• Negotiate ahead of time what help you and your partner might need and discuss possible stress points. Neither of you are mind readers so be open and honest with each other, voice any fears you have about a potentially stressful period

If an argument begins

Sometimes we argue because we are feeling worried or insecure about something that hasn’t been discussed before, or feels hard to say. Alcohol can unleash the emotions around that worry.

Try not to hit back verbally when something is said that annoys you, take time to wonder what it is that might be worrying your partner - but bear in mind that they might not be in a fit state to discuss much until the alcohol has worn off. Drink is sometimes used to mask shyness or stress – at work or at home.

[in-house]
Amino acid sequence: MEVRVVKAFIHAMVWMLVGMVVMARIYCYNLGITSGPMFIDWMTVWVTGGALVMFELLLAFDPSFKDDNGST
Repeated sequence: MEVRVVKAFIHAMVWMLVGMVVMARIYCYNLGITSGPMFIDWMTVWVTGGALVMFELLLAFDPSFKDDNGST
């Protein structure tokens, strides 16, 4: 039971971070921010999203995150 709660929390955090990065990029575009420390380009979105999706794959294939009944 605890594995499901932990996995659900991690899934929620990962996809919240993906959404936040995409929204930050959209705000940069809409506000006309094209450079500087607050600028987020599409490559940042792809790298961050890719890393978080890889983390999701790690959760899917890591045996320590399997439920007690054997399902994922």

It takes two to make an argument. Remember, you are responsible for your own part in any argument. You can choose whether to escalate things or stay calm, walk away and cool down.

Sometimes things happen so fast that you are in a row before you know it, especially if you’ve had a little too much ‘sauce’ as well.

So, if you feel you are about to get really annoyed, say so – explain you don’t want to spoil things and then remove yourself from your partner’s company for a while. Take a walk, go to another room and read or stroke the cat, have a wander round the garden to cool off, whatever calms you.

If the worst happens, talking things through afterwards calmly, is the way to ease the tension. Without raising your voice, speak only of how you feel or felt, rather than telling the other person what they were saying or thinking, or how they made you feel. That way, you avoid blame and the other person has no need to become defensive or aggressive - and you are less likely to start all over again.